It still took awhile for western air forces to adopt the HMS/HOBM combination, it wasn’t until 2003 when the United States Air Force (USAF) finally issued an HMS thru their Joint Helmet Mounted Cueing System (JHMCS) on their fighter aircrafts. This is partly because of the end of the Cold War in the 1990s, but if you look at the situation now, ALL major fighters around the world are using the HMS/HOBM combination now, from the F-16/F-15/F-18 fighters of the USAF, to the Eurofighters, Rafales, Sukhois, etc. It has become sort of a MANDATORY requirement for WVR air combat.
The DAS/LOALM sytem is an EXTENSION of the HMS/HOBM system. Instead of just locking in on targets within 45-60 degrees from boresight, the DAS/LOALM will do it in a whole 360 degree spherical field of view. The Russians did put rear-facing radars on their SU-30M/34 aircrafts, but these serve as warning systems rather than on that can be used for offensive purposes. They have also experimented with rear-facing missiles, but none are planned to be put on service as of now, and at any rate the DAS/LOALM is a more streamlined solution to detecting and shooting down opponents behind you.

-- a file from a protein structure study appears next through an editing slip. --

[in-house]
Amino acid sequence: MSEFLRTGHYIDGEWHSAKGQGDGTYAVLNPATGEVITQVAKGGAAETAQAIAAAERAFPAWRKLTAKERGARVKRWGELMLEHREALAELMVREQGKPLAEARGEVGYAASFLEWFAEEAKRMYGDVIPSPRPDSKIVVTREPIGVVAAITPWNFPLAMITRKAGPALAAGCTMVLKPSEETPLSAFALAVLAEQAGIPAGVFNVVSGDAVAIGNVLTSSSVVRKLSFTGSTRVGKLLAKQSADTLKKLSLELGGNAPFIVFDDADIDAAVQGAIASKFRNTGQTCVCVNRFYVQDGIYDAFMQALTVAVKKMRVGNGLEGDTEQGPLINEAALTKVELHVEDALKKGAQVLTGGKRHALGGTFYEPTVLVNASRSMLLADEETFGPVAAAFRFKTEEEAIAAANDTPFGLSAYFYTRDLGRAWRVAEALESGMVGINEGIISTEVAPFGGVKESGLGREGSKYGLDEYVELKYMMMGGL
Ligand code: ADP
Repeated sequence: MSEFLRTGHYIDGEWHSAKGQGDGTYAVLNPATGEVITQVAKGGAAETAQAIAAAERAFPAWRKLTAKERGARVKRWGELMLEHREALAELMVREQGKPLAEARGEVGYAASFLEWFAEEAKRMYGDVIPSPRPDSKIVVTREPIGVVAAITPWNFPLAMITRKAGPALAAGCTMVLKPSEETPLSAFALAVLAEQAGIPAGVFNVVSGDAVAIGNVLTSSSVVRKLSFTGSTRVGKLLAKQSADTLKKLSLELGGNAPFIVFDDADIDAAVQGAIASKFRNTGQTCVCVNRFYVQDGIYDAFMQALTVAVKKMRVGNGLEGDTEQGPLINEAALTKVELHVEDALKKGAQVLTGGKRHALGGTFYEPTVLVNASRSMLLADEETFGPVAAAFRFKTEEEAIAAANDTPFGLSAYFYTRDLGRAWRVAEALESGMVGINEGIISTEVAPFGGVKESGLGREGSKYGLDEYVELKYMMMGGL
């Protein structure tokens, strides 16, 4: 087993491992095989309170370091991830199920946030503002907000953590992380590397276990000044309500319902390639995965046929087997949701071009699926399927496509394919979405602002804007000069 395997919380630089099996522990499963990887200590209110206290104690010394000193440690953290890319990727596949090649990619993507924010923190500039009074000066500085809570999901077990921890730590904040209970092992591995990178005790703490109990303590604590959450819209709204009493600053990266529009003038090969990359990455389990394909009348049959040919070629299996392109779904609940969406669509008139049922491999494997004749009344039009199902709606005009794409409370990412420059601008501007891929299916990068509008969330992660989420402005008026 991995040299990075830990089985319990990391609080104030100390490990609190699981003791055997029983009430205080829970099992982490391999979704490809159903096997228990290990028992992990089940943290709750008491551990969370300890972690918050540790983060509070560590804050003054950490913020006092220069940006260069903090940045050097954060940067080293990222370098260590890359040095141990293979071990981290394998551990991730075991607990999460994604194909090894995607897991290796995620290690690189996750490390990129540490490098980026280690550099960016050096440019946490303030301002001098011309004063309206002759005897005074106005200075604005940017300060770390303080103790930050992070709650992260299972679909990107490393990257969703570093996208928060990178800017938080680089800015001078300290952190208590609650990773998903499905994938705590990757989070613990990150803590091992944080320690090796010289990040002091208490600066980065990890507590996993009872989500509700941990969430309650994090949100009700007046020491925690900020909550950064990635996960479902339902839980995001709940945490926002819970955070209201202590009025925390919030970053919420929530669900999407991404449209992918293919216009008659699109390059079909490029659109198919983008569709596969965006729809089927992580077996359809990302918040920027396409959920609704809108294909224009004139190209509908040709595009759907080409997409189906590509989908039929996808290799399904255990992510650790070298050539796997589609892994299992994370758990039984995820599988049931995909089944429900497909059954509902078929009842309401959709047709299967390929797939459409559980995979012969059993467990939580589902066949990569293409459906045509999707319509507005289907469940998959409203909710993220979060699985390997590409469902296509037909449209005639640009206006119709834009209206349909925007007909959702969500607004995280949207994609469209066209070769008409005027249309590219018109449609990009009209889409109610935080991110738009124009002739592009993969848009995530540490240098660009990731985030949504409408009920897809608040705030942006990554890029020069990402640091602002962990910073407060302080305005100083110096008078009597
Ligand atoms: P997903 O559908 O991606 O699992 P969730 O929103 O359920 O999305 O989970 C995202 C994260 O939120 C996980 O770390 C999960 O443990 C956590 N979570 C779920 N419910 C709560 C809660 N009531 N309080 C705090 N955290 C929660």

So the F-35 isn’t really that maneuverable, but that’s because IT DOESN’T HAVE TO BE. It will rely on its sensors and missiles to do the WVR Air Combat for it. IF the DAS/LOALM works as advertised, and once the F-35 finally goes in service in 2015 and everyone starts to see how good it really is, then other manufacturers will TRY to start incorporating it into their own aircrafts, and it will eventually become the NEW standard for WVR Air Combat in the decade or so to come. I for one am excited to see the F-35 go into service of this, but we will have to wait another 2 years to see it happen …
 Lockheed Martin F-35 Lightning II, http://wiki.scramble.nl/index.php/Lockheed_Martin_F-35_Lightning_II
 F-16 Fighting Falcon, General Dynamics, http://www.fighter-planes.com/info/f16.htm
 Berlin Wall, http://en.wikipedia.org/wiki/Berlin_Wall
 German Reunification, http://en.wikipedia.org/wiki/German_reunification
 Short-Range Air-to-Air Missile R-73, http://www.enemyforces.net/missiles/r_73.htm
 Air-to-air missile non-comparison table, http://www.x-plane.org/home/urf/aviation/text/missiles/aam.html
 Helmet-Mounted Display – JHMCS, http://en.wikipedia.org/wiki/Helmet-mounted_display#Joint_Helmet-Mounted_Cueing_System_.28JHMCS.29
 Su-30M Flanker-H Air-Superiority Fighter, Russian Federation, http://www.airforce-technology.com/projects/su_30mk/
 Su-34 (Su-32) Fullback Fighter Bomber, Russian Federation, http://www.airforce-technology.com/projects/su34/